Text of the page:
Watching this film was a moving experience. I live with fairly debilitating pain, and for me this is one of the funniest and most powerfully empathetic portrayals of disability I have seen. Not only disability, but all of society’s othered bodies. From ableism, and the continuous attacks against reproductive rights, to incessant abuse towards trans people (one of the most at-risk communities), Crimes of the Future looks at our world — more illuminated than ever to our bodily differences — with abject shame. It’s a world desperate to maintain the status quo despite countless perspectives begging for change so they can simply be at ease. People will jump through hoops (like hiring drill-wielding assassins and making tumorous beds) which make people’s lives harder, rather than simply accept the new and adapt. Their solution is more bureaucracy and oppression, like the niftily-titled fresh police division ‘New Vice’ — ‘sexier means easier funding’ after all. We’re asked to look at what it says about our obsession with confronting the struggles of others while doing nothing to quell the issues that perpetuate that struggle. Tenser is the ‘good’ progressive artist; presenting the images and ideas that are aesthetically forward-thinking, but ultimately uphold the status quo. They allow an audience to feel daring, observing the challenges of those outside the norm, while reassuring them that they don’t need to do anything about it. In tying the artist directly to the state, as Tenser works undercover against people like himself, it also hits on a tragic burden. Those who already face these huge obstacles can either choose an easier life in terms of conflict (albeit with extra personal suffering) by accepting the way things are, or strive for what they need despite the massive undertaking it requires. It’s not fair they should have to struggle and fight while the privileged and able will block the way with useless applause.

Look at that last shot of ecstatic purity. The black-and-white focus on Tenser’s angelic face as he smiles for his first moment of peace echo the close-ups in The Passion of Joan of Arc (dir. Carl Theador Dreyer, 1928). In those shots of Maria Falconetti there is rapturous transcendence. A holiness. In mirroring this, Cronenberg makes the last image one of acceptance — an act he portrays as miraculous. Until this point Tenser has groaned and struggled his way through every scene, but now he smiles serenely with a tear. He had worked against what his body told him, trying to force himself to abide by the desires of the world, bringing nothing but pain. With that last shot he shows art may not change the world, but one’s relationship to art can change your world.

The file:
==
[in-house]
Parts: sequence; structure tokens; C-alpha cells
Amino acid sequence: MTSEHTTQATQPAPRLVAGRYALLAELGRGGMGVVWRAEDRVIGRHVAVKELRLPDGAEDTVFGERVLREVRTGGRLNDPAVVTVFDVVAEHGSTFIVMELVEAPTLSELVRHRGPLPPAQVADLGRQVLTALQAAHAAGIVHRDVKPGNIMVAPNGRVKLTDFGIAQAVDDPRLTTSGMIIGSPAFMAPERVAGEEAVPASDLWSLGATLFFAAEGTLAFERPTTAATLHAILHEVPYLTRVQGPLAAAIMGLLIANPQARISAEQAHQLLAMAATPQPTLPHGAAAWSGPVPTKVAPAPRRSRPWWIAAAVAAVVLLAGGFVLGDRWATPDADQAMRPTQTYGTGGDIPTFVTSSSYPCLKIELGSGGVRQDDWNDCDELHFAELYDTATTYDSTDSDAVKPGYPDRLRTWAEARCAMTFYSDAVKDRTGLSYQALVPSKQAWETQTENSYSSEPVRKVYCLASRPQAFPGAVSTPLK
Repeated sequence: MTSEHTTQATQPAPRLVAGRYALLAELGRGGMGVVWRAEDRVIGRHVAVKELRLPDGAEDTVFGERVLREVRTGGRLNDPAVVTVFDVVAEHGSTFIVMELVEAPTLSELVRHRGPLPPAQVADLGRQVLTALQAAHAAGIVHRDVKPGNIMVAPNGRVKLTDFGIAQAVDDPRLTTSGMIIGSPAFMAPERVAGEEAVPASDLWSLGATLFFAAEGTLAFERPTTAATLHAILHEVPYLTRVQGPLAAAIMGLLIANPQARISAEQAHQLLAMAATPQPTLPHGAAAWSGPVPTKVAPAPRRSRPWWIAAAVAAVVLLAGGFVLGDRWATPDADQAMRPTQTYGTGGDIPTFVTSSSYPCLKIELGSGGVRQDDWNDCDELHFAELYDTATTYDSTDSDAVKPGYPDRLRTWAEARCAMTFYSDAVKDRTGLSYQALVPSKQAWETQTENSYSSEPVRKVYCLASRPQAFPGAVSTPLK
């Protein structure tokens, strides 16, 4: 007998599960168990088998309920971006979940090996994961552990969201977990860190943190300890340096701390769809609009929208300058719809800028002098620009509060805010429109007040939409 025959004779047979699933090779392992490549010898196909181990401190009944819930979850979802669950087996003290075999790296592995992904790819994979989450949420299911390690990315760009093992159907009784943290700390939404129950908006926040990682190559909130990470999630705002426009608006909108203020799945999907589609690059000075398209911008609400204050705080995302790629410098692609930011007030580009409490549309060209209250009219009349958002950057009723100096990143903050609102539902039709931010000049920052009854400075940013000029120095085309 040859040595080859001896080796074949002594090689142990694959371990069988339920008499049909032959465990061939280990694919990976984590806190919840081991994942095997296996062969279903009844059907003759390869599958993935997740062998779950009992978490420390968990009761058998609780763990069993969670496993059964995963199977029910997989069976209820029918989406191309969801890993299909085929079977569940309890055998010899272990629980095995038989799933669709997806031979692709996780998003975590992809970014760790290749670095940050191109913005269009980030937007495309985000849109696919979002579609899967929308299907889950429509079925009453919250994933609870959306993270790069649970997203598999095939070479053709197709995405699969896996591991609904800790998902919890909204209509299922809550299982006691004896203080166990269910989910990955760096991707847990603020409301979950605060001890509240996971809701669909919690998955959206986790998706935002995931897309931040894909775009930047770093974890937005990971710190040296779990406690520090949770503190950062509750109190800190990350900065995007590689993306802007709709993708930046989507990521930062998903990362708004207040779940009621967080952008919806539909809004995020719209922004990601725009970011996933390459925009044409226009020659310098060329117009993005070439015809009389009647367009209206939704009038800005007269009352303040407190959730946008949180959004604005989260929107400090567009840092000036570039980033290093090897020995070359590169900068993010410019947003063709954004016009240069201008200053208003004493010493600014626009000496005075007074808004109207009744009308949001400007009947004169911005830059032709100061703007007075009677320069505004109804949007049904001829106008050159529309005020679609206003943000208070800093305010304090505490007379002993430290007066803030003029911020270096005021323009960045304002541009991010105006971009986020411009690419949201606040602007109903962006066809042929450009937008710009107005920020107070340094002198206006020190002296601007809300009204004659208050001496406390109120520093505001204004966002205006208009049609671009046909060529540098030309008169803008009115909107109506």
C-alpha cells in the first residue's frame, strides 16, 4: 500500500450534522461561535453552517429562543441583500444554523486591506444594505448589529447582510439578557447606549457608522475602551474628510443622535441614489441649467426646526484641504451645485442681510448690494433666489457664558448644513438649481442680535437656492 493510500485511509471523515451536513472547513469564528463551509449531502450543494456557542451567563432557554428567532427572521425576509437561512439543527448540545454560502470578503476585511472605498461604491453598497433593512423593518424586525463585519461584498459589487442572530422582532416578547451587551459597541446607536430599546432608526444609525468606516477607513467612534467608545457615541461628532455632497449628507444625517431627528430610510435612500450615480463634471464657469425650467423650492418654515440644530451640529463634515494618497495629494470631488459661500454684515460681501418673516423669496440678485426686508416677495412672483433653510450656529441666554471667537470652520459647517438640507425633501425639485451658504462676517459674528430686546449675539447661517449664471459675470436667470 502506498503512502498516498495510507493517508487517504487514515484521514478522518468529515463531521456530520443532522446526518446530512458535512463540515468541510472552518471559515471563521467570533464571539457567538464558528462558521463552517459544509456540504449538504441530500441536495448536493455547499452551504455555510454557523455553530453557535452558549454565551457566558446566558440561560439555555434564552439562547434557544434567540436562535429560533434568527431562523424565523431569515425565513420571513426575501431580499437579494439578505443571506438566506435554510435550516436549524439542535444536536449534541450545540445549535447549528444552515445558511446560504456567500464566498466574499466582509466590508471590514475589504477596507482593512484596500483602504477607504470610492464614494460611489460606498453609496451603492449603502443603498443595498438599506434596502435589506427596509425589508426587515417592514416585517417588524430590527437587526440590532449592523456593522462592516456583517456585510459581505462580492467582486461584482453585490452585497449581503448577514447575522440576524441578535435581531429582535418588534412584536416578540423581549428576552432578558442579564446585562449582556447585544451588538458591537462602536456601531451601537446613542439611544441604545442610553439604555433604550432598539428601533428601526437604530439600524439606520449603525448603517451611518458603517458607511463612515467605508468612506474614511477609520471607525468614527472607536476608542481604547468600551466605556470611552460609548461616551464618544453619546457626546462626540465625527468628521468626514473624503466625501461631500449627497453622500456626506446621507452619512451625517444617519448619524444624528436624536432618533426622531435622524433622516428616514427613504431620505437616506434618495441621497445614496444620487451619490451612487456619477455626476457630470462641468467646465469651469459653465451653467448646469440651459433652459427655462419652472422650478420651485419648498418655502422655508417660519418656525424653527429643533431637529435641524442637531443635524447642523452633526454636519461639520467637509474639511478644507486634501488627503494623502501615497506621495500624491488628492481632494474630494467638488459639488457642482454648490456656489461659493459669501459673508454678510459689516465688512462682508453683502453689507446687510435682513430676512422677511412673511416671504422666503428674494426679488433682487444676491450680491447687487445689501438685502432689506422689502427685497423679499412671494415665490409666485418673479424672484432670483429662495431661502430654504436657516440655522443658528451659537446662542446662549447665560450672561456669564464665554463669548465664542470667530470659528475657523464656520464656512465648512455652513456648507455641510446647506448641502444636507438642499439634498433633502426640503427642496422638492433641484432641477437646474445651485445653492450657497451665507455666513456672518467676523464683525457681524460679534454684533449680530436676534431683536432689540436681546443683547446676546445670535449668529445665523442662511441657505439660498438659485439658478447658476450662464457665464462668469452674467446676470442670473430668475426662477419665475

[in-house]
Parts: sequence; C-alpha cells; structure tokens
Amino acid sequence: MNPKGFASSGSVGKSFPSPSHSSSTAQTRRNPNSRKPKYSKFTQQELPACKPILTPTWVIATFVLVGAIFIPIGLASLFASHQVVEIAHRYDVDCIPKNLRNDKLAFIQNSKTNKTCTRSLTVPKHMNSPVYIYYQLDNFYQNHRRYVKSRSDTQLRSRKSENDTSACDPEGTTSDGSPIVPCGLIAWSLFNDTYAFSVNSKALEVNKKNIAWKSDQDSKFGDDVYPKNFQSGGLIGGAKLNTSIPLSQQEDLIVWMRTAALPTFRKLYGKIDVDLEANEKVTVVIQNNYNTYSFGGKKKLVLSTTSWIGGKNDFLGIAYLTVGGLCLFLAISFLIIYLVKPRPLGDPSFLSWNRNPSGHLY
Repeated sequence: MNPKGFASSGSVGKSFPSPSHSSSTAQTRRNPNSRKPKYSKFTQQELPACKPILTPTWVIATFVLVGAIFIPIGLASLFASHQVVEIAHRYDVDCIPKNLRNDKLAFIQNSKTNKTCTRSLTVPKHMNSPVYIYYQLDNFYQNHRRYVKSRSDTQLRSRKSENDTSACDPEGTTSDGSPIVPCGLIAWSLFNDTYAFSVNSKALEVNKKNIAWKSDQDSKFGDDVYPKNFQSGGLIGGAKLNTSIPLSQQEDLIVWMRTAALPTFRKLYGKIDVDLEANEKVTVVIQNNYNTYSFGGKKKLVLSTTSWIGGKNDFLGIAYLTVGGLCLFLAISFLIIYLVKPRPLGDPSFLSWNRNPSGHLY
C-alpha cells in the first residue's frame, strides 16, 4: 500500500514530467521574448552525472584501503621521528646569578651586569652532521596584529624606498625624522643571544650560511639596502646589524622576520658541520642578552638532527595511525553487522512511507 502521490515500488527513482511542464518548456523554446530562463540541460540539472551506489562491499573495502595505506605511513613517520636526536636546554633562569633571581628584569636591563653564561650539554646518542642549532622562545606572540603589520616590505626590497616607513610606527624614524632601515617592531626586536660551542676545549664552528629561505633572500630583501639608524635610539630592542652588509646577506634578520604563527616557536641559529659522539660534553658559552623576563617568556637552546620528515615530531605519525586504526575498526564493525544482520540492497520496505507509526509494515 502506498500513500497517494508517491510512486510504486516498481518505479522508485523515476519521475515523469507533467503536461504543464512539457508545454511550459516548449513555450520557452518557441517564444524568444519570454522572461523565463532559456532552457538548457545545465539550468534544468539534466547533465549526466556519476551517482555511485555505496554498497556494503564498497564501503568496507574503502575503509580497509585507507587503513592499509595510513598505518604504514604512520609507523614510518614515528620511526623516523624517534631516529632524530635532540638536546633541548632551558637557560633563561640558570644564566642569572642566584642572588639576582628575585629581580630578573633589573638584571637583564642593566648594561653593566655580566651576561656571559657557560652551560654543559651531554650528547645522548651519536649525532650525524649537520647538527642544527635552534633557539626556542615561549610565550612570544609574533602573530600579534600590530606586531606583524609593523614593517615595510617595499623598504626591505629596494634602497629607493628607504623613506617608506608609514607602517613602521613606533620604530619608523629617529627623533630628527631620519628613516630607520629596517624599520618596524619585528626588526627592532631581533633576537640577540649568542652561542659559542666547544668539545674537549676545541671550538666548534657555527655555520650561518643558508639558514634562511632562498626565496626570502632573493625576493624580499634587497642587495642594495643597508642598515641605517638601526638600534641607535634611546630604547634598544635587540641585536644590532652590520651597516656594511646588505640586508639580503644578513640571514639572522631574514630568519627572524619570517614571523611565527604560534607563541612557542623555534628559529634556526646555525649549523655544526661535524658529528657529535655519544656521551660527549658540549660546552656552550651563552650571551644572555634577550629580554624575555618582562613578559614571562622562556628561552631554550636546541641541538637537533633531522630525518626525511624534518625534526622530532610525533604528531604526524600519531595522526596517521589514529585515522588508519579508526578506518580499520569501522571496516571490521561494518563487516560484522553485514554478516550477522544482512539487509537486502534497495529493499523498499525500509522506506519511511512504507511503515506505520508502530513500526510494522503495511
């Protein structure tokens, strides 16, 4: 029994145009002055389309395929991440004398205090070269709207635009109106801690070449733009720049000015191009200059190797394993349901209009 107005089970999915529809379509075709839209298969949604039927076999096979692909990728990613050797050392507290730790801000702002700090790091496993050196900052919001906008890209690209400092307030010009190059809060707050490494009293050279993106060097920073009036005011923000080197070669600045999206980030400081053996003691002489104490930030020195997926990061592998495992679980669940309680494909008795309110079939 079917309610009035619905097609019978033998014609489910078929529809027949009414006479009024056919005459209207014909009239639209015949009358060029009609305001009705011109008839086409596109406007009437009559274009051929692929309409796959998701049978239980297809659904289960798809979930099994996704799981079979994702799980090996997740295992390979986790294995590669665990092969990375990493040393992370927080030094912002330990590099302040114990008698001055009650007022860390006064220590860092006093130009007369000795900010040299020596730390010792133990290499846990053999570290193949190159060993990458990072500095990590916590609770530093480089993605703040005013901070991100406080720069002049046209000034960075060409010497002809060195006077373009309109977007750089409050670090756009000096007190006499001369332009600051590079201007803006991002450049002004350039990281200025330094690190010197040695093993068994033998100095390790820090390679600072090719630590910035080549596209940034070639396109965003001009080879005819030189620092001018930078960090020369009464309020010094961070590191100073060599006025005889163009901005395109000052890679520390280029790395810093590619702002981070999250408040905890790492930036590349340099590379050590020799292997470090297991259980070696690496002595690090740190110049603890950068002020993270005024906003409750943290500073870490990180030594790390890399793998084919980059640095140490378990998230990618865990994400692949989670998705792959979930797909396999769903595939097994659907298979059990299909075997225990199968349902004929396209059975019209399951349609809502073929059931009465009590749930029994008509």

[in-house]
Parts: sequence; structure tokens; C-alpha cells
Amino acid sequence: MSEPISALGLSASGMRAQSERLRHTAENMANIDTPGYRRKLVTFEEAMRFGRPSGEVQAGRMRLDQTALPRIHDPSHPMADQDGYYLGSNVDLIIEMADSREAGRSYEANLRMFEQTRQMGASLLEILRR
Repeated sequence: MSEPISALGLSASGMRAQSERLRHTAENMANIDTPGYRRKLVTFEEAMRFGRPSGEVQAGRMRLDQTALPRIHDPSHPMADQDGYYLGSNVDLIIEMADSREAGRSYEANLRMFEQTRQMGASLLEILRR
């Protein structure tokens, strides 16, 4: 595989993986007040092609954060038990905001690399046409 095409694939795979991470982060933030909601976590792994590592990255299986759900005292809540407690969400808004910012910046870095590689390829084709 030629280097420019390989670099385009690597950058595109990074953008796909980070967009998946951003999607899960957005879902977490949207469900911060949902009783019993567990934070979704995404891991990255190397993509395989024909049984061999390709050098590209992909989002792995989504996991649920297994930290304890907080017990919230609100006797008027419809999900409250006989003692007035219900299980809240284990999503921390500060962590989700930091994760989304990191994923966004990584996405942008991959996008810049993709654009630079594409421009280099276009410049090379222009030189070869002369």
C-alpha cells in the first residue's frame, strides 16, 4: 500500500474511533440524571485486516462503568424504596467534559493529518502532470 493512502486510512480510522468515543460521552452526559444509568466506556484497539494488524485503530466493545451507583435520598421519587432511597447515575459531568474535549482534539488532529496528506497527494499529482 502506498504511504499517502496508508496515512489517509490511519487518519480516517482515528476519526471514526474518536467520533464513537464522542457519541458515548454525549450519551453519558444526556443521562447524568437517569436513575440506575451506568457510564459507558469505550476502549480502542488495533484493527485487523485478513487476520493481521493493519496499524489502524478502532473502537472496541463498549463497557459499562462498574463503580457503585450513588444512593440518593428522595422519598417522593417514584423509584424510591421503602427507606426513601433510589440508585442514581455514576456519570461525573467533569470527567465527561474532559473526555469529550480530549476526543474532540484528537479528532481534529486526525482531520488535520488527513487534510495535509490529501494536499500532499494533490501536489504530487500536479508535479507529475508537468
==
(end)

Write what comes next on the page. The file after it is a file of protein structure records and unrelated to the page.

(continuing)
Along with stylised dialogue and a patient yet inquisitive visual approach, we get Cronenberg’s trademark mutilations and strange machinery, but they have been rendered near-inert rather than as instruments of change. Violence is done upon those who feel no pain — literalising the metaphorical catharsis of artistic violence — and most technology exists in a state of obscure absurdity. ‘Useful’ technology like boats lay rusting, while necessary aids are now fleshy groaning abominations, and the most-coveted tech is seemingly an elaborate gothic autopsy device used for artistic performances. This is a world where body horror is not the anomaly, it is the norm imposed to ‘correct’ those seen as anomalous. What Cronenberg does by the end is throw off the shackles of what society wants people to be and allows us a glorious moment; someone accepting that they are beyond those wants — they are different, they have distinct needs, and they are beautiful.

James M. Macleod, GFF Digital Communications Coordinator and writer
19 August 2022